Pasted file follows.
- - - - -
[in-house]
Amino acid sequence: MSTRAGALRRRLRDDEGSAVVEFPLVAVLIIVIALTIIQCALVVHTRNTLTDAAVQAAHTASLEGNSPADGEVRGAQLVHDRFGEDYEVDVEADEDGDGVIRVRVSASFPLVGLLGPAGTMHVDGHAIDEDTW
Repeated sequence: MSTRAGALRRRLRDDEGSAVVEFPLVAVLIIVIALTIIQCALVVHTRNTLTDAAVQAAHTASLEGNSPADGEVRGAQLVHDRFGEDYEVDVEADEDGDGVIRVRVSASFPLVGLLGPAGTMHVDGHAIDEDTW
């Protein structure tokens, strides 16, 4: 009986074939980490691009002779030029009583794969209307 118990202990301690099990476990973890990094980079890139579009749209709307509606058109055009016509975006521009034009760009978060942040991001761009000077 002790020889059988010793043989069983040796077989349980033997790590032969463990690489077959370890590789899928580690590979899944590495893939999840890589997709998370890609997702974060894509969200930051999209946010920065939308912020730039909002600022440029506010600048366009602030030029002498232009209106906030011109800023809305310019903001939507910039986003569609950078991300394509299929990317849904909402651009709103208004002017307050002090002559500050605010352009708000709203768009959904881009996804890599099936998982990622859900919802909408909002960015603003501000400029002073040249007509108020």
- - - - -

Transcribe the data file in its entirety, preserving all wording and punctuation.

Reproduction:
[in-house]
Amino acid sequence: MSTRAGALRRRLRDDEGSAVVEFPLVAVLIIVIALTIIQCALVVHTRNTLTDAAVQAAHTASLEGNSPADGEVRGAQLVHDRFGEDYEVDVEADEDGDGVIRVRVSASFPLVGLLGPAGTMHVDGHAIDEDTW
Repeated sequence: MSTRAGALRRRLRDDEGSAVVEFPLVAVLIIVIALTIIQCALVVHTRNTLTDAAVQAAHTASLEGNSPADGEVRGAQLVHDRFGEDYEVDVEADEDGDGVIRVRVSASFPLVGLLGPAGTMHVDGHAIDEDTW
């Protein structure tokens, strides 16, 4: 009986074939980490691009002779030029009583794969209307 118990202990301690099990476990973890990094980079890139579009749209709307509606058109055009016509975006521009034009760009978060942040991001761009000077 002790020889059988010793043989069983040796077989349980033997790590032969463990690489077959370890590789899928580690590979899944590495893939999840890589997709998370890609997702974060894509969200930051999209946010920065939308912020730039909002600022440029506010600048366009602030030029002498232009209106906030011109800023809305310019903001939507910039986003569609950078991300394509299929990317849904909402651009709103208004002017307050002090002559500050605010352009708000709203768009959904881009996804890599099936998982990622859900919802909408909002960015603003501000400029002073040249007509108020």